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BoE Warns of Threat to Financial Markets From Potential Corporate Bond Sell Off – Investment Week 

Full Article: Investment Week

It found that redemptions worth 1% of the total net asset value of bond funds could result in European investment grade corporate bond spreads increasing by around 40bps, while a sell-off of 1.3% of assets could lead to a 70bps widening. 

Comments
  • Charlie
    CharlieJuly 15, 2017"Believe it or not, there's a valid question under all these Armageddon-style articles about pending doom in corporate bond funds. And the question is: Are corporate bonds still appropriate for an open-end fund structure that offers daily liquidity? The less liquid the benchmark, the bigger the risk that a corporate fund enters the Third Avenue downward spiral: get redemptions, sell your most liquid stuff to meet redemptions (negatively impacting performance), get more…"
  • Goose
    GooseJuly 14, 2017"Here is the cliff notes to the paper. The corporate bond market will get seriously hammered if an event takes place that creates large redemptions. A few more thoughts though before you go. As Merlin points out, what market doesn’t get scorched in this scenario? It seems the BOE is saying that given changing market market dynamics with the same market structure, the beating for credit today will be of a larger proportion. Market doubles in size, top buy size firms are…"
  • Mustang
    MustangJuly 14, 2017"“Suspending Redemptions”. Now here is an interestingly bad solution. If some investment vehicles suspend redemptions and other market participants don’t have redemptions to suspend, what do you think the latter will do in times of volatility? Sit by idly and wait for the market to return to “normalcy”? Nah, hit every bid that those portfolios own. Ultimately, these vehicles and the bonds that they own will also have “redemption suspension risk”. What will mom and pop…"
  • Merlin
    MerlinJuly 14, 2017"Interesting article about BoE analysis but not sure what value this brings other than knowing that the BoE (and hopefully others) understand that yes, spreads widen when there are more sellers than buyers and spreads tighten when more buyers than sellers. Am I being too simplistic? This is the same for all markets so why be surprised that their analysis shows this for the corporate bond markets? Perhaps it is their effort to try and model events to put some meat behin…"

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5 Comments on "BoE Warns of Threat to Financial Markets From Potential Corporate Bond Sell Off – Investment Week "

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Wolfman
Member

The Friday Newsletter has had numerous Articles of the Week that have highlighted the anecdotal evidence of decaying liquidity in the bond markets. The fact that the BOE has empirically developed a scenario where a drop in the value of derivatives of the bond market can have a multiplier effect impacting the broader market should serve notice to those who denied any decay because it didn’t fit their narrative. They used to claim that there’s no there, there. Well, there is.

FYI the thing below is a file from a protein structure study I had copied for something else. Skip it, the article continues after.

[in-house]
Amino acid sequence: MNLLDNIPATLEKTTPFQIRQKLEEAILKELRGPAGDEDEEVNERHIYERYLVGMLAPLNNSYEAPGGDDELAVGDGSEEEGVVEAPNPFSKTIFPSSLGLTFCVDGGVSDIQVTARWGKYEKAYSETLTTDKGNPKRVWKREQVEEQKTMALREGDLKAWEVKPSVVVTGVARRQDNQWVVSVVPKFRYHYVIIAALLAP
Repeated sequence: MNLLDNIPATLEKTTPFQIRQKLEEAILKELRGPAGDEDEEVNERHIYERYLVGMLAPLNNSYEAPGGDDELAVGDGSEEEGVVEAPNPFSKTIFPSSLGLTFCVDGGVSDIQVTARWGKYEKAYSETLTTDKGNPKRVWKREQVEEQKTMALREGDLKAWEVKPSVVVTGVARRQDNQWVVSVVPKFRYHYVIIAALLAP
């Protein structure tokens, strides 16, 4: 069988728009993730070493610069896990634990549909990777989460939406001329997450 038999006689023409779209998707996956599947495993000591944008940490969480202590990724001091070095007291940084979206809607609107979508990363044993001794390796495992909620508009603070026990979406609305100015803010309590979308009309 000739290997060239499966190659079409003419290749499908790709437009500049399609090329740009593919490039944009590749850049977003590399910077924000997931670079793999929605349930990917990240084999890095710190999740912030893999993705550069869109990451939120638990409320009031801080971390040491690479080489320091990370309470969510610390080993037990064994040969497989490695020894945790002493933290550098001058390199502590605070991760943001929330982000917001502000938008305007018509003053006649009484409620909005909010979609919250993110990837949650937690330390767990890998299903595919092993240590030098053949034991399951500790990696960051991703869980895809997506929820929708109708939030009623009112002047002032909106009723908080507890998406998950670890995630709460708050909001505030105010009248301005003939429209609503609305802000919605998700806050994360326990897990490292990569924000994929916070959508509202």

Merlin
Member
Interesting article about BoE analysis but not sure what value this brings other than knowing that the BoE (and hopefully others) understand that yes, spreads widen when there are more sellers than buyers and spreads tighten when more buyers than sellers. Am I being too simplistic? This is the same for all markets so why be surprised that their analysis shows this for the corporate bond markets? Perhaps it is their effort to try and model events to put some meat behind this but historically modeling is nice but rarely accurate due to way too many moving pieces. I think… Read more »
Mustang
Member
“Suspending Redemptions”. Now here is an interestingly bad solution. If some investment vehicles suspend redemptions and other market participants don’t have redemptions to suspend, what do you think the latter will do in times of volatility? Sit by idly and wait for the market to return to “normalcy”? Nah, hit every bid that those portfolios own. Ultimately, these vehicles and the bonds that they own will also have “redemption suspension risk”. What will mom and pop investors learn about fixed income? That they, once again, will be left holding the bag while institutional investors take them to the hoop.
Goose
Member
Here is the cliff notes to the paper. The corporate bond market will get seriously hammered if an event takes place that creates large redemptions. A few more thoughts though before you go. As Merlin points out, what market doesn’t get scorched in this scenario? It seems the BOE is saying that given changing market market dynamics with the same market structure, the beating for credit today will be of a larger proportion. Market doubles in size, top buy size firms are enormous. The dealers have “pulled back” (or not kept up?), and capital is more expensive. This growing imbalance… Read more »
Charlie
Member
Believe it or not, there’s a valid question under all these Armageddon-style articles about pending doom in corporate bond funds. And the question is: Are corporate bonds still appropriate for an open-end fund structure that offers daily liquidity? The less liquid the benchmark, the bigger the risk that a corporate fund enters the Third Avenue downward spiral: get redemptions, sell your most liquid stuff to meet redemptions (negatively impacting performance), get more redemptions, run out of liquid stuff to sell, shut down. Yes, redemptions lead to wider spreads and liquidity/existential risks, but any fund manager that’s not living under a… Read more »
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